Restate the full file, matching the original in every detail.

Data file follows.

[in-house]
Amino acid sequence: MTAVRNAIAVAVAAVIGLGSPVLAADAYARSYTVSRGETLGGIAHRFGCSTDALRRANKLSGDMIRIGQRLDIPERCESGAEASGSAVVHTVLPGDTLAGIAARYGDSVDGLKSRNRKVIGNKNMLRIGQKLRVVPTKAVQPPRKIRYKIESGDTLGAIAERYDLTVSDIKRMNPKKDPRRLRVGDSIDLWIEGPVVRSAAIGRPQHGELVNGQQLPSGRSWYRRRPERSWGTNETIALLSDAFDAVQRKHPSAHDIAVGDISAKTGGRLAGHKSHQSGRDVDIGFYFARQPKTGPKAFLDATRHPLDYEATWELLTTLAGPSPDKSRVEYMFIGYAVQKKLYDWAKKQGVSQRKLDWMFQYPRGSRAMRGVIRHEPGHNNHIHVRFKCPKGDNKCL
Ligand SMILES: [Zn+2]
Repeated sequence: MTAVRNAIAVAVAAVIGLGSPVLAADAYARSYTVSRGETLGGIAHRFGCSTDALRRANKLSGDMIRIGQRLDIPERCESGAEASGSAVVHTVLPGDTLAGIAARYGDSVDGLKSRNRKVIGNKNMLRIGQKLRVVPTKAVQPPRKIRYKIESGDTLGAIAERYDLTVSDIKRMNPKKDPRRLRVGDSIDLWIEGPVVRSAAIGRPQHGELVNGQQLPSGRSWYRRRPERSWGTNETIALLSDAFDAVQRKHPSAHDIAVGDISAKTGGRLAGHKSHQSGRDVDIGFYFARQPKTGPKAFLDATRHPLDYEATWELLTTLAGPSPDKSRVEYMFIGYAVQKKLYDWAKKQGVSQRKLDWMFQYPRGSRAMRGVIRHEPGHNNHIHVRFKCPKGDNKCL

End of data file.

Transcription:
[in-house]
Amino acid sequence: MTAVRNAIAVAVAAVIGLGSPVLAADAYARSYTVSRGETLGGIAHRFGCSTDALRRANKLSGDMIRIGQRLDIPERCESGAEASGSAVVHTVLPGDTLAGIAARYGDSVDGLKSRNRKVIGNKNMLRIGQKLRVVPTKAVQPPRKIRYKIESGDTLGAIAERYDLTVSDIKRMNPKKDPRRLRVGDSIDLWIEGPVVRSAAIGRPQHGELVNGQQLPSGRSWYRRRPERSWGTNETIALLSDAFDAVQRKHPSAHDIAVGDISAKTGGRLAGHKSHQSGRDVDIGFYFARQPKTGPKAFLDATRHPLDYEATWELLTTLAGPSPDKSRVEYMFIGYAVQKKLYDWAKKQGVSQRKLDWMFQYPRGSRAMRGVIRHEPGHNNHIHVRFKCPKGDNKCL
Ligand SMILES: [Zn+2]
Repeated sequence: MTAVRNAIAVAVAAVIGLGSPVLAADAYARSYTVSRGETLGGIAHRFGCSTDALRRANKLSGDMIRIGQRLDIPERCESGAEASGSAVVHTVLPGDTLAGIAARYGDSVDGLKSRNRKVIGNKNMLRIGQKLRVVPTKAVQPPRKIRYKIESGDTLGAIAERYDLTVSDIKRMNPKKDPRRLRVGDSIDLWIEGPVVRSAAIGRPQHGELVNGQQLPSGRSWYRRRPERSWGTNETIALLSDAFDAVQRKHPSAHDIAVGDISAKTGGRLAGHKSHQSGRDVDIGFYFARQPKTGPKAFLDATRHPLDYEATWELLTTLAGPSPDKSRVEYMFIGYAVQKKLYDWAKKQGVSQRKLDWMFQYPRGSRAMRGVIRHEPGHNNHIHVRFKCPKGDNKCL